I used my Nikon D7200, together with a  50 mm f1.8 lens so that I could blur the backgrounds. My primary focus was on the eye closest to me and I am happy that all the eyes are nice and sharp. I had to use my camera’s pop up flash on a few occasions and this enhanced the specular highlights on the faces of the subjects in fig. 1 and 4 who were sweating due to the heat. The choice for background was rather limited in the indoor restaurants while the outdoor restaurants provided a more interesting background in terms of thatch texture and vegetation. Also the headboard of the bed in fig 5 was quite spectacular so I was extremely pleased to include that as the background. The only issue I had with fig 5, and unfortunately I only noticed this when uploading the photos after returning home, was the hint of red cushion behind the subject on the bed. I tried to remove it in Photoshop but I am very rusty with Photoshop so decided rather to leave it in than make a mess. I need to upgrade my PS skills.

Quality of Outcome (content, application of knowledge, presentation of work in a coherent manner, discernment, conceptualisation of thoughts, communication of ideas)

My work was largely influenced by August Sander from exercise 1.2, Hans Eijkelboom and Paul Matzner. I am fairly happy with the outcome of the photographs which I shot under very difficulty circumstances, as my mother had passed away while I was on holiday. Sontag in her essay “Photographic Evangels” writes that ‘every portrait of another person is a “self-portrait” of the photographer’ (1977: 122). Each portrait that I made was a stepping stone to celebrating my mother’s life, and in a way each portrait was serving as my mask in hiding my sorrow.

Demonstration of Creativity (imagination, experimentation, invention, development of a personal voice)

By choosing to do headshots I might have limited my creativity a bit. However, I felt that headshots would best allow for an element of ambiguity that I wanted to introduce to the portraits in that their occupations are not immediately evident until one reads the caption. My 50mm lens allowed for some interesting blurred backgrounds.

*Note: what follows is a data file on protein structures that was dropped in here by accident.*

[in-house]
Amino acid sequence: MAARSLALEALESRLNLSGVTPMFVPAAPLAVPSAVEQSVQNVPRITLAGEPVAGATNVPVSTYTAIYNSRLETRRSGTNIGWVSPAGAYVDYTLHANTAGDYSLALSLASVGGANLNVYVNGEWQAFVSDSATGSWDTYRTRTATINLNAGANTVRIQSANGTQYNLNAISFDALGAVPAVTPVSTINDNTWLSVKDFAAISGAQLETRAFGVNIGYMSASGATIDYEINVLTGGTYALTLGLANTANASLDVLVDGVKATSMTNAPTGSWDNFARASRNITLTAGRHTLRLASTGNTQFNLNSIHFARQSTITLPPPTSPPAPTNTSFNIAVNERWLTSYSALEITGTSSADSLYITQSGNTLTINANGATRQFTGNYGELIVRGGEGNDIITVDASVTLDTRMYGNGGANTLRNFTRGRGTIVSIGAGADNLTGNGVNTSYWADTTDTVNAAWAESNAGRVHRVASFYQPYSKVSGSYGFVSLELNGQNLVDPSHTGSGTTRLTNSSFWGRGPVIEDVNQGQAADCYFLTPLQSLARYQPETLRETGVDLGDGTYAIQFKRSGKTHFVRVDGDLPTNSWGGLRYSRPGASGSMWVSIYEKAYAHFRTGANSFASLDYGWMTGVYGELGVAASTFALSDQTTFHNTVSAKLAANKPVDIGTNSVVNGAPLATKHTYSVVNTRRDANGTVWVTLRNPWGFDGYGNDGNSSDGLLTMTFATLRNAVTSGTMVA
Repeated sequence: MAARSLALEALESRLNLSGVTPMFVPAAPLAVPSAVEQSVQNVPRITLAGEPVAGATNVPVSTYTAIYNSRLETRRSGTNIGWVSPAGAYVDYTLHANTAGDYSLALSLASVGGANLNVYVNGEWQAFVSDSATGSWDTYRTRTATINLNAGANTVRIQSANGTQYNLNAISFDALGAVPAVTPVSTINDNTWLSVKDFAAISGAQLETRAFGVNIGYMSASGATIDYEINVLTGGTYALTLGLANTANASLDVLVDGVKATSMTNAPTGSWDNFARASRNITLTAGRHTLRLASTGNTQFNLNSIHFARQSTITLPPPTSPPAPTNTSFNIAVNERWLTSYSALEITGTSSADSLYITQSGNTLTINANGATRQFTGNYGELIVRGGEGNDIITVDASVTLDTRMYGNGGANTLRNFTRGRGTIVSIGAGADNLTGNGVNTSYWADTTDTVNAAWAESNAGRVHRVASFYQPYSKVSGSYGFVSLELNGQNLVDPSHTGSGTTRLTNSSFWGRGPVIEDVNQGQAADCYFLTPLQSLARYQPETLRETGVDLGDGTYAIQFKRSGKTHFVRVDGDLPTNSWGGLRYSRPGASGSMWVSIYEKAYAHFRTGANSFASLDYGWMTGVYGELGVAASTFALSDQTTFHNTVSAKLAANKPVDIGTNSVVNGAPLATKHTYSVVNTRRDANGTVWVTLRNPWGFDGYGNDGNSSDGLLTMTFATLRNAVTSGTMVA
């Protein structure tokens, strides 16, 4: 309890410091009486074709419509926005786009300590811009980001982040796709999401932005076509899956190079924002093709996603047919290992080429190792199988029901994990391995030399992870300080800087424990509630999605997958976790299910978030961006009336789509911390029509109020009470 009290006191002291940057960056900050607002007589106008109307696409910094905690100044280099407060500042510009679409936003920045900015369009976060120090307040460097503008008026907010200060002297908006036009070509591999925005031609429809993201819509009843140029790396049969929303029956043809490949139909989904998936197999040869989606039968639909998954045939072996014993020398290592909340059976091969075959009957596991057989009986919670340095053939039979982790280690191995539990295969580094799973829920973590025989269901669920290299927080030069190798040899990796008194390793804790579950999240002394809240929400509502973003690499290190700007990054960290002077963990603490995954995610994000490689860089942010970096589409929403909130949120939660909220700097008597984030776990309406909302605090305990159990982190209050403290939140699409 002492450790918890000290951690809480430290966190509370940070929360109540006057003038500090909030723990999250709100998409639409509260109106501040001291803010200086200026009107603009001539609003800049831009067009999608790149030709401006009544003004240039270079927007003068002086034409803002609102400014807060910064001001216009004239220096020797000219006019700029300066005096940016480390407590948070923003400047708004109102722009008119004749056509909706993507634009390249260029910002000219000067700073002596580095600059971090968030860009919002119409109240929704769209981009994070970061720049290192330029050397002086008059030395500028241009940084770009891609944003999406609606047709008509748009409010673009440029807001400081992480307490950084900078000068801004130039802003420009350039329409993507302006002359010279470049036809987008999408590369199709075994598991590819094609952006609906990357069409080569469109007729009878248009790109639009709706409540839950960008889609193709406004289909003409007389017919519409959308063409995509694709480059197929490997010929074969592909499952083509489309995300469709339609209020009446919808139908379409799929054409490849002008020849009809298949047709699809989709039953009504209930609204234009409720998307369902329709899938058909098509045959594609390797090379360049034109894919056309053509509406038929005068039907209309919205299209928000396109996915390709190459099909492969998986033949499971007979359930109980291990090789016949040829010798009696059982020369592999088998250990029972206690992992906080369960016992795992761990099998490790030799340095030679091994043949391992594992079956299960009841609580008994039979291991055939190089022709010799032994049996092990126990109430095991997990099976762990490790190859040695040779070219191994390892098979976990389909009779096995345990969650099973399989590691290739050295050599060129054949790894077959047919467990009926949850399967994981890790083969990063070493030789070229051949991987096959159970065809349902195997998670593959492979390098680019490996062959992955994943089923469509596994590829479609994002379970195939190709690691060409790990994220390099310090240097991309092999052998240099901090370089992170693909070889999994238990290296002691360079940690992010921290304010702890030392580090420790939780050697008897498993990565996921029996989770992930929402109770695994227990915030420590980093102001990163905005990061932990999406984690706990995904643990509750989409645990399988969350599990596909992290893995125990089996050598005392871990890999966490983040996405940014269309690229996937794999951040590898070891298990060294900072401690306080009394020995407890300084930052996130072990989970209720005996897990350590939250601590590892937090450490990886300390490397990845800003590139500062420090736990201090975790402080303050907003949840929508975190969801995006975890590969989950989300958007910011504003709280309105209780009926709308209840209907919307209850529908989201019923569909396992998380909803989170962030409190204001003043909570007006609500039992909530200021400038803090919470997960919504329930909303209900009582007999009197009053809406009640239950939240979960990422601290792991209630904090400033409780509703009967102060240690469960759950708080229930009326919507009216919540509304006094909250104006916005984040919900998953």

Context (reflection, research, critical thinking)

I am finding that portraiture is quite a difficult topic, more so than I initially envisioned. In particular the semiology of reading faces is quite daunting. It is perhaps more akin to analysing a close-up than a wide-angle photograph. One has to be more in tuned to very subtle nuances.

In preparation for my assignment I looked at the following photographers (my details remarks can be found on their pages):

  • Juergen Teller – I particularly liked the semiology of framing his subjects in that no-man’s land on a doorstep, highlighting their transition between their ordinary life and professional life; their youth and innocence about to be discarded on the pavement outside the studio.
  • Paul Matzner – the typology of people on certain streets in various US cities. Paul Matzner also stopped by my review and left a comment.
  • Hans Eijkelboom – the typologies of fashion found on various locations around the world revealing a social anthropology and society’s reliance on consumerism – the identity of fitting in.

I have also decided to study one of the visual culture textbooks on the side, with the hope that this will help improve my critical analysis. As I go along I will make brief notes on my exploration. Thus far I have covered:

I was really lucky to attend quite a few exhibitions. The annual Capture Photography festival brought quite a few unknown photographers to my attention. My detailed notes are on the relevant exhibition pages linked below:

Reference List

Berger, John (2013) Understanding a Photograph. New York: Aperture.

Sontag, Susan (1977) On Photography. New York: Picador.

Bibliography

Angier, R. (2015) Train Your Gaze: A Practical and Theoretical Introduction to Portrait Photography (2nd edition). London: Bloomsbury.